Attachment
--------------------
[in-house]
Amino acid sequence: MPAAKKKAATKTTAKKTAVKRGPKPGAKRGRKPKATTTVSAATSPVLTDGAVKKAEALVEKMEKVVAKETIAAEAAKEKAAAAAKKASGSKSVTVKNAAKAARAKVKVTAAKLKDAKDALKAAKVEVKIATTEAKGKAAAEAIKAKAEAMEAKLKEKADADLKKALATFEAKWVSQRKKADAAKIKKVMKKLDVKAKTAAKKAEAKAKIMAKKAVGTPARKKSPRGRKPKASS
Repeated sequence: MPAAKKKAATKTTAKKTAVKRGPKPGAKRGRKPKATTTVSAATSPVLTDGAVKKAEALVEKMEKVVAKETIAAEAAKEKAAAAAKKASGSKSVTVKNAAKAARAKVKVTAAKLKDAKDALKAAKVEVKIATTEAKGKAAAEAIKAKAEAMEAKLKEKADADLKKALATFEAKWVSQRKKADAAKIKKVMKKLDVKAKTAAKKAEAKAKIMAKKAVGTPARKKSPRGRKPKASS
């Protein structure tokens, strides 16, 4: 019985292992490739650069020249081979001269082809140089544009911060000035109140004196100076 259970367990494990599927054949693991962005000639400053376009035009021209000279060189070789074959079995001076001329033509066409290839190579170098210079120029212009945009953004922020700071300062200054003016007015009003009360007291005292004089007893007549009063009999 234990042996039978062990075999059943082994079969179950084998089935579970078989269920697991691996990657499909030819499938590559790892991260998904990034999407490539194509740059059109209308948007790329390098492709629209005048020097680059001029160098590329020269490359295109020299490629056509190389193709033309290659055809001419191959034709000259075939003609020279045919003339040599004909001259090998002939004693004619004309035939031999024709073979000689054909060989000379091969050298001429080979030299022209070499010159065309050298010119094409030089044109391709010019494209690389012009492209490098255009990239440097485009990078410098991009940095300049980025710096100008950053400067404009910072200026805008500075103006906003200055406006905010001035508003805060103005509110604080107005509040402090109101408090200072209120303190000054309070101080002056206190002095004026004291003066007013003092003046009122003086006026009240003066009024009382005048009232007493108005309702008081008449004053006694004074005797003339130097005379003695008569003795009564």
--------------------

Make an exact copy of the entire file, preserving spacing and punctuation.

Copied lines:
[in-house]
Amino acid sequence: MPAAKKKAATKTTAKKTAVKRGPKPGAKRGRKPKATTTVSAATSPVLTDGAVKKAEALVEKMEKVVAKETIAAEAAKEKAAAAAKKASGSKSVTVKNAAKAARAKVKVTAAKLKDAKDALKAAKVEVKIATTEAKGKAAAEAIKAKAEAMEAKLKEKADADLKKALATFEAKWVSQRKKADAAKIKKVMKKLDVKAKTAAKKAEAKAKIMAKKAVGTPARKKSPRGRKPKASS
Repeated sequence: MPAAKKKAATKTTAKKTAVKRGPKPGAKRGRKPKATTTVSAATSPVLTDGAVKKAEALVEKMEKVVAKETIAAEAAKEKAAAAAKKASGSKSVTVKNAAKAARAKVKVTAAKLKDAKDALKAAKVEVKIATTEAKGKAAAEAIKAKAEAMEAKLKEKADADLKKALATFEAKWVSQRKKADAAKIKKVMKKLDVKAKTAAKKAEAKAKIMAKKAVGTPARKKSPRGRKPKASS
């Protein structure tokens, strides 16, 4: 019985292992490739650069020249081979001269082809140089544009911060000035109140004196100076 259970367990494990599927054949693991962005000639400053376009035009021209000279060189070789074959079995001076001329033509066409290839190579170098210079120029212009945009953004922020700071300062200054003016007015009003009360007291005292004089007893007549009063009999 234990042996039978062990075999059943082994079969179950084998089935579970078989269920697991691996990657499909030819499938590559790892991260998904990034999407490539194509740059059109209308948007790329390098492709629209005048020097680059001029160098590329020269490359295109020299490629056509190389193709033309290659055809001419191959034709000259075939003609020279045919003339040599004909001259090998002939004693004619004309035939031999024709073979000689054909060989000379091969050298001429080979030299022209070499010159065309050298010119094409030089044109391709010019494209690389012009492209490098255009990239440097485009990078410098991009940095300049980025710096100008950053400067404009910072200026805008500075103006906003200055406006905010001035508003805060103005509110604080107005509040402090109101408090200072209120303190000054309070101080002056206190002095004026004291003066007013003092003046009122003086006026009240003066009024009382005048009232007493108005309702008081008449004053006694004074005797003339130097005379003695008569003795009564």